Hydrology is the study of the movement, distribution, and quality of water throughout the Earth. The study of the distribution of water is hydrography. The study of the distribution and movement of groundwater is hydrogeology, of glaciers is glaciology, of inland waters is limnology and distribution of oceans is oceanography. Ecological processes with hydrology are in focus of ecohydrology.
The collective mass of water found on, under, and over the surface of a planet is called the hydrosphere. Earth's approximate water volume (the total water supply of the world) is 1,360,000,000 km3 (326,000,000 mi3).
Groundwater and fresh water are useful or potentially useful to humans as water resources.
Liquid water is found in bodies of water, such as an ocean, sea, lake, river, stream, canal, pond, or puddle. The majority of water on Earth is sea water. Water is also present in the atmosphere in solid, liquid, and vapor states. It also exists as groundwater in aquifers.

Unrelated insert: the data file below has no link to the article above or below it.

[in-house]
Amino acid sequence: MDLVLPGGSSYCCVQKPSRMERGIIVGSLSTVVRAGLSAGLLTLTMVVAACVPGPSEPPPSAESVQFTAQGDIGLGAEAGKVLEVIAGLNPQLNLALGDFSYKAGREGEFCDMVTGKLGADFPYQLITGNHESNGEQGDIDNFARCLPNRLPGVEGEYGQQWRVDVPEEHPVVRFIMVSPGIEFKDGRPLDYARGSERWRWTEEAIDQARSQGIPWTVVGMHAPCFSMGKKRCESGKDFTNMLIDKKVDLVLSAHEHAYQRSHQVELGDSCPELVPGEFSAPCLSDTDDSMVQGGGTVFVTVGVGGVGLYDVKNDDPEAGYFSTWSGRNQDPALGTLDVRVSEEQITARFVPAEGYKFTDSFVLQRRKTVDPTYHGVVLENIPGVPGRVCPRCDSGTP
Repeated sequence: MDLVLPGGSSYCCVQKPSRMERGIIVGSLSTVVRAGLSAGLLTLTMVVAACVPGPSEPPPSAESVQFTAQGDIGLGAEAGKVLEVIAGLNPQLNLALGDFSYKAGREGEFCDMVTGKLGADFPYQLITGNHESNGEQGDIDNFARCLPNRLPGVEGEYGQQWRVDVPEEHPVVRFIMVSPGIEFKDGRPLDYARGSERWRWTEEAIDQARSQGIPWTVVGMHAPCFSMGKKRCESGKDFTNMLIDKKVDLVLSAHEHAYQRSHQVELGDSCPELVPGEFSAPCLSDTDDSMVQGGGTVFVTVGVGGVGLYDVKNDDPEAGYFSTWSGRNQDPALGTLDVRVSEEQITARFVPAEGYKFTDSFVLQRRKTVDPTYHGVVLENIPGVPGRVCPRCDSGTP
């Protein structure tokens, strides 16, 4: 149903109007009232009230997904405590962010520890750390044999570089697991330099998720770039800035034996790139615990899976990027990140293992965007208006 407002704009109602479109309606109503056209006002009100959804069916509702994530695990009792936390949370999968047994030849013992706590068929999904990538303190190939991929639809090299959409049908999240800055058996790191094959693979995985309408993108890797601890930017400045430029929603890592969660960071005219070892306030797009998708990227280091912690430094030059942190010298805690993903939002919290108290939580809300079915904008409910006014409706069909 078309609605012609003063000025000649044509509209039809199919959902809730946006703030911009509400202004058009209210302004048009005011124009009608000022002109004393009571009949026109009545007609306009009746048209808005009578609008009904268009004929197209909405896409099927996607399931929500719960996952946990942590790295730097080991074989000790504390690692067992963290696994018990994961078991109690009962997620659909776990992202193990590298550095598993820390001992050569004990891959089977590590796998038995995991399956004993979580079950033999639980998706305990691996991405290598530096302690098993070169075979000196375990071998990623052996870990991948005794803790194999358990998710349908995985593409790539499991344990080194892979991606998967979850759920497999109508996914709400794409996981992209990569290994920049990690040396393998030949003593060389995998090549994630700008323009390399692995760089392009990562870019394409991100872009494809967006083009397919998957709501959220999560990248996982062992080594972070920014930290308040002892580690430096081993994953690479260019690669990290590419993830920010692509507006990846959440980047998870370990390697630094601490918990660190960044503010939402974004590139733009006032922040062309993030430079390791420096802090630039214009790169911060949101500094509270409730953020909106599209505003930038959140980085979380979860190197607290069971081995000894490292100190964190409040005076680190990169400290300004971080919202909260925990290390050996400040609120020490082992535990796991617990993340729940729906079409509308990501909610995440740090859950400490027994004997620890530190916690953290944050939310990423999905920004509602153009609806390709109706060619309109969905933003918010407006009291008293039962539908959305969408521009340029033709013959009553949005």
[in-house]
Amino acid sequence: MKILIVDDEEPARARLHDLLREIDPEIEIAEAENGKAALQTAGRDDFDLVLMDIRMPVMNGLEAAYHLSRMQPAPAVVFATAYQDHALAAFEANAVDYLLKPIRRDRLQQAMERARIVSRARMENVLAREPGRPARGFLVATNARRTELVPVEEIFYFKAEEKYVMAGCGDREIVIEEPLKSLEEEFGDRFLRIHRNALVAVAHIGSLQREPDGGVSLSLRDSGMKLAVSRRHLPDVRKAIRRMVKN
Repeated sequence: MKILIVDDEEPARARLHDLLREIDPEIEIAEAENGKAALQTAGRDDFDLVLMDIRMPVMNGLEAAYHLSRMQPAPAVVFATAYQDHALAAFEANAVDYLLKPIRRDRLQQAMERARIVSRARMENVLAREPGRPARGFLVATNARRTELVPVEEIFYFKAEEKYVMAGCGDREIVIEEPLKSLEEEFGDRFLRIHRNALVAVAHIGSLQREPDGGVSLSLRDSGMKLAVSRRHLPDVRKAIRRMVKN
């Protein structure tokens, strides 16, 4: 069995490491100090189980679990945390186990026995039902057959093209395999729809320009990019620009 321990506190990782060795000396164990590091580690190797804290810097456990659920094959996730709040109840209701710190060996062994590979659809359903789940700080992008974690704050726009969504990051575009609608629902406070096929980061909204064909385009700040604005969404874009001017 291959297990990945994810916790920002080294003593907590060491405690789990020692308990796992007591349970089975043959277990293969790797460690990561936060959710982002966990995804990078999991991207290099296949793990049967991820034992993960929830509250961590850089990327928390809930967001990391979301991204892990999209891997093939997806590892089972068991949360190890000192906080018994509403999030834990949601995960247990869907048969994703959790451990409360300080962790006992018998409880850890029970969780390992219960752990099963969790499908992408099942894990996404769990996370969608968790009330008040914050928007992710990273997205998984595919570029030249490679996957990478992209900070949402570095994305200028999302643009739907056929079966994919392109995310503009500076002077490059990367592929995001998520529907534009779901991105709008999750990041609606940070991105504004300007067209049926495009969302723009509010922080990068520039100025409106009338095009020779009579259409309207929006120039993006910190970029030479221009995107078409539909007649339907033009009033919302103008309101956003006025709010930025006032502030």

Water is important in many geological processes. Groundwater is ubiquitous in rocks, and the pressure of this groundwater affects patterns of faulting. Water in the mantle is responsible for the melt that produces volcanoes at subduction zones. On the surface of the Earth, water is important in both chemical and physical weathering processes. Water and, to a lesser but still significant extent, ice, are also responsible for a large amount of sediment transport that occurs on the surface of the earth. Deposition of transported sediment forms many types of sedimentary rocks, which make up the geologic record of Earth history.